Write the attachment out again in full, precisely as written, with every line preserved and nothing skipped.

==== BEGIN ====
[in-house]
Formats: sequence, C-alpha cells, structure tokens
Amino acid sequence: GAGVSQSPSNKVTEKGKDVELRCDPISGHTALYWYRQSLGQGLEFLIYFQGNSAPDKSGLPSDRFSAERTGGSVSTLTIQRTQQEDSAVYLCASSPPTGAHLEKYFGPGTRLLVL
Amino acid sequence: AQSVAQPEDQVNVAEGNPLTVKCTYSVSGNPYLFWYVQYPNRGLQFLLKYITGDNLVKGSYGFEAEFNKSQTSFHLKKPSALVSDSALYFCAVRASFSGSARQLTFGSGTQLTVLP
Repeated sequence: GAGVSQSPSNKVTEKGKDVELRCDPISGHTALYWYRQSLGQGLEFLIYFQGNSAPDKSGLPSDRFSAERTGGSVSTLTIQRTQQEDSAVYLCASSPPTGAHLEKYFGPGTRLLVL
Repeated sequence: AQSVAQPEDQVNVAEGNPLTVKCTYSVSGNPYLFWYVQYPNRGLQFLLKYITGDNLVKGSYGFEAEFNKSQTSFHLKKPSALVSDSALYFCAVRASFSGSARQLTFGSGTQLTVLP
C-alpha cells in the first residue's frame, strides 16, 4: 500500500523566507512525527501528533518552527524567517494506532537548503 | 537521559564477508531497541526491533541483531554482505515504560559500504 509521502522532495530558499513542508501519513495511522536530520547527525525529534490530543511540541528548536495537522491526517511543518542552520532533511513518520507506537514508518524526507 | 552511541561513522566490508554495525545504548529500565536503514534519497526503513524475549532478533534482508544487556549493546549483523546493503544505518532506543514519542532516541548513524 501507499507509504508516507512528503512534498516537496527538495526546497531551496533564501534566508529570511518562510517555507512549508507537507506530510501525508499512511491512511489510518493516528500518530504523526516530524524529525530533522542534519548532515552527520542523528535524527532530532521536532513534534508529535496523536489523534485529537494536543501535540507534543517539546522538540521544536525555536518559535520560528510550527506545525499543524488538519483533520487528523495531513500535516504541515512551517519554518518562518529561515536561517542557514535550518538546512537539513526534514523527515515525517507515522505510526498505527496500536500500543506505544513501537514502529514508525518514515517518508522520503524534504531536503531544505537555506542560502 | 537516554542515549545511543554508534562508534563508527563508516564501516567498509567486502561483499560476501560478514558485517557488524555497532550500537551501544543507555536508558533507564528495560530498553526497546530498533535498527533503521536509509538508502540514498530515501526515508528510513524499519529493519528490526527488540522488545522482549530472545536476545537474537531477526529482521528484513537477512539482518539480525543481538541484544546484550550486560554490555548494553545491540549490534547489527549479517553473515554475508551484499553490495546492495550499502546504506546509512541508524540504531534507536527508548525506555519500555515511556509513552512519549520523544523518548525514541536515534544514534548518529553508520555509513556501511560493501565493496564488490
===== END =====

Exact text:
[in-house]
Formats: sequence, C-alpha cells, structure tokens
Amino acid sequence: GAGVSQSPSNKVTEKGKDVELRCDPISGHTALYWYRQSLGQGLEFLIYFQGNSAPDKSGLPSDRFSAERTGGSVSTLTIQRTQQEDSAVYLCASSPPTGAHLEKYFGPGTRLLVL
Amino acid sequence: AQSVAQPEDQVNVAEGNPLTVKCTYSVSGNPYLFWYVQYPNRGLQFLLKYITGDNLVKGSYGFEAEFNKSQTSFHLKKPSALVSDSALYFCAVRASFSGSARQLTFGSGTQLTVLP
Repeated sequence: GAGVSQSPSNKVTEKGKDVELRCDPISGHTALYWYRQSLGQGLEFLIYFQGNSAPDKSGLPSDRFSAERTGGSVSTLTIQRTQQEDSAVYLCASSPPTGAHLEKYFGPGTRLLVL
Repeated sequence: AQSVAQPEDQVNVAEGNPLTVKCTYSVSGNPYLFWYVQYPNRGLQFLLKYITGDNLVKGSYGFEAEFNKSQTSFHLKKPSALVSDSALYFCAVRASFSGSARQLTFGSGTQLTVLP
C-alpha cells in the first residue's frame, strides 16, 4: 500500500523566507512525527501528533518552527524567517494506532537548503 | 537521559564477508531497541526491533541483531554482505515504560559500504 509521502522532495530558499513542508501519513495511522536530520547527525525529534490530543511540541528548536495537522491526517511543518542552520532533511513518520507506537514508518524526507 | 552511541561513522566490508554495525545504548529500565536503514534519497526503513524475549532478533534482508544487556549493546549483523546493503544505518532506543514519542532516541548513524 501507499507509504508516507512528503512534498516537496527538495526546497531551496533564501534566508529570511518562510517555507512549508507537507506530510501525508499512511491512511489510518493516528500518530504523526516530524524529525530533522542534519548532515552527520542523528535524527532530532521536532513534534508529535496523536489523534485529537494536543501535540507534543517539546522538540521544536525555536518559535520560528510550527506545525499543524488538519483533520487528523495531513500535516504541515512551517519554518518562518529561515536561517542557514535550518538546512537539513526534514523527515515525517507515522505510526498505527496500536500500543506505544513501537514502529514508525518514515517518508522520503524534504531536503531544505537555506542560502 | 537516554542515549545511543554508534562508534563508527563508516564501516567498509567486502561483499560476501560478514558485517557488524555497532550500537551501544543507555536508558533507564528495560530498553526497546530498533535498527533503521536509509538508502540514498530515501526515508528510513524499519529493519528490526527488540522488545522482549530472545536476545537474537531477526529482521528484513537477512539482518539480525543481538541484544546484550550486560554490555548494553545491540549490534547489527549479517553473515554475508551484499553490495546492495550499502546504506546509512541508524540504531534507536527508548525506555519500555515511556509513552512519549520523544523518548525514541536515534544514534548518529553508520555509513556501511560493501565493496564488490